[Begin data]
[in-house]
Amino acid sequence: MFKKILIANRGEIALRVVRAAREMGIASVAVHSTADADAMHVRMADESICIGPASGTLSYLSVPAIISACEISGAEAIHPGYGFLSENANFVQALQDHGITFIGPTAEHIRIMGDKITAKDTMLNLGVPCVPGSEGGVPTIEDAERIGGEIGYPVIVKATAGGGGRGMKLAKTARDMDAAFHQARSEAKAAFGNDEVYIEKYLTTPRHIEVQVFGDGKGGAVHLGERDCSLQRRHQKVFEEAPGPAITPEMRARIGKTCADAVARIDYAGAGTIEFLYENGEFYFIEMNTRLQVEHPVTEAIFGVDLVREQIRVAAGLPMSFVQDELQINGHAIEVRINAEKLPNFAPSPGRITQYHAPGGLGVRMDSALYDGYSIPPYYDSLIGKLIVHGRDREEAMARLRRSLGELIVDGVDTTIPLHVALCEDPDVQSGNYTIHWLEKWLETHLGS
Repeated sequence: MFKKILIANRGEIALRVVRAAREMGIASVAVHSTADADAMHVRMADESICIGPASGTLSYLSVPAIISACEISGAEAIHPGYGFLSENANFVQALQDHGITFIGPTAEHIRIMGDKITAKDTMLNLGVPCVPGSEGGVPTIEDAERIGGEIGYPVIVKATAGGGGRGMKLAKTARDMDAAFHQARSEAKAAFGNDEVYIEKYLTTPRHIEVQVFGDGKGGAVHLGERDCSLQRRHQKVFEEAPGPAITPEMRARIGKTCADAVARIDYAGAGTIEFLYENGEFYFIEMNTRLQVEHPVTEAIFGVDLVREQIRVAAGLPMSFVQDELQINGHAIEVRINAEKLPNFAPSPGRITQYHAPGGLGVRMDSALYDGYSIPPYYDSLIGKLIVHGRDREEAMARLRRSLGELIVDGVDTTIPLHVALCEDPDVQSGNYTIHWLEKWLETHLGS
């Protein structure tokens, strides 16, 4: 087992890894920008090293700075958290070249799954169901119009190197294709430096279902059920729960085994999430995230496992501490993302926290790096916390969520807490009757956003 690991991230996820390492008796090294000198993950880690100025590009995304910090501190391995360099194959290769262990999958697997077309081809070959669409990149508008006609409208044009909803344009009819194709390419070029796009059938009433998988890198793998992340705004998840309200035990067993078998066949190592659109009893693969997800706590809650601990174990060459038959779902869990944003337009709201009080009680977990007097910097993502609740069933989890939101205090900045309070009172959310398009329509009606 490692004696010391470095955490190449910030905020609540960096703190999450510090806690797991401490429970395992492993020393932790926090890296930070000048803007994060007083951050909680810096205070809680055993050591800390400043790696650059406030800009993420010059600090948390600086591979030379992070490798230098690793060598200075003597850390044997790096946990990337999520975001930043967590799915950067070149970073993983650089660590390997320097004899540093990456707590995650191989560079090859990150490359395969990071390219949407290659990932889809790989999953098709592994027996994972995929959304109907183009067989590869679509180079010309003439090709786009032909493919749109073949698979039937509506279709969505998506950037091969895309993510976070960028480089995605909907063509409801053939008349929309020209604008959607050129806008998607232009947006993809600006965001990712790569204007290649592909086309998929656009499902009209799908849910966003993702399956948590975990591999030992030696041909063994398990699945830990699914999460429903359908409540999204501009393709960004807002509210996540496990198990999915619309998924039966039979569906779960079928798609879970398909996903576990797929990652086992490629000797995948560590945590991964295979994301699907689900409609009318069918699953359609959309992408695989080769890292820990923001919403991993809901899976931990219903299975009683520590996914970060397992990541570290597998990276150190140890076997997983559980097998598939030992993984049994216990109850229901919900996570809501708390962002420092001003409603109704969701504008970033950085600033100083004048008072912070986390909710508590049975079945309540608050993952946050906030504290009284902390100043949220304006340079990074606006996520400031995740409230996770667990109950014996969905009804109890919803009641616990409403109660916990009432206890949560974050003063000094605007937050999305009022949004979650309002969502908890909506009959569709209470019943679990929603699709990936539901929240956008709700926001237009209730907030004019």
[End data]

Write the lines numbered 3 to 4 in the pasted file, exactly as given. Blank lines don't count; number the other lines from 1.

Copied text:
Repeated sequence: MFKKILIANRGEIALRVVRAAREMGIASVAVHSTADADAMHVRMADESICIGPASGTLSYLSVPAIISACEISGAEAIHPGYGFLSENANFVQALQDHGITFIGPTAEHIRIMGDKITAKDTMLNLGVPCVPGSEGGVPTIEDAERIGGEIGYPVIVKATAGGGGRGMKLAKTARDMDAAFHQARSEAKAAFGNDEVYIEKYLTTPRHIEVQVFGDGKGGAVHLGERDCSLQRRHQKVFEEAPGPAITPEMRARIGKTCADAVARIDYAGAGTIEFLYENGEFYFIEMNTRLQVEHPVTEAIFGVDLVREQIRVAAGLPMSFVQDELQINGHAIEVRINAEKLPNFAPSPGRITQYHAPGGLGVRMDSALYDGYSIPPYYDSLIGKLIVHGRDREEAMARLRRSLGELIVDGVDTTIPLHVALCEDPDVQSGNYTIHWLEKWLETHLGS
């Protein structure tokens, strides 16, 4: 087992890894920008090293700075958290070249799954169901119009190197294709430096279902059920729960085994999430995230496992501490993302926290790096916390969520807490009757956003 690991991230996820390492008796090294000198993950880690100025590009995304910090501190391995360099194959290769262990999958697997077309081809070959669409990149508008006609409208044009909803344009009819194709390419070029796009059938009433998988890198793998992340705004998840309200035990067993078998066949190592659109009893693969997800706590809650601990174990060459038959779902869990944003337009709201009080009680977990007097910097993502609740069933989890939101205090900045309070009172959310398009329509009606 490692004696010391470095955490190449910030905020609540960096703190999450510090806690797991401490429970395992492993020393932790926090890296930070000048803007994060007083951050909680810096205070809680055993050591800390400043790696650059406030800009993420010059600090948390600086591979030379992070490798230098690793060598200075003597850390044997790096946990990337999520975001930043967590799915950067070149970073993983650089660590390997320097004899540093990456707590995650191989560079090859990150490359395969990071390219949407290659990932889809790989999953098709592994027996994972995929959304109907183009067989590869679509180079010309003439090709786009032909493919749109073949698979039937509506279709969505998506950037091969895309993510976070960028480089995605909907063509409801053939008349929309020209604008959607050129806008998607232009947006993809600006965001990712790569204007290649592909086309998929656009499902009209799908849910966003993702399956948590975990591999030992030696041909063994398990699945830990699914999460429903359908409540999204501009393709960004807002509210996540496990198990999915619309998924039966039979569906779960079928798609879970398909996903576990797929990652086992490629000797995948560590945590991964295979994301699907689900409609009318069918699953359609959309992408695989080769890292820990923001919403991993809901899976931990219903299975009683520590996914970060397992990541570290597998990276150190140890076997997983559980097998598939030992993984049994216990109850229901919900996570809501708390962002420092001003409603109704969701504008970033950085600033100083004048008072912070986390909710508590049975079945309540608050993952946050906030504290009284902390100043949220304006340079990074606006996520400031995740409230996770667990109950014996969905009804109890919803009641616990409403109660916990009432206890949560974050003063000094605007937050999305009022949004979650309002969502908890909506009959569709209470019943679990929603699709990936539901929240956008709700926001237009209730907030004019």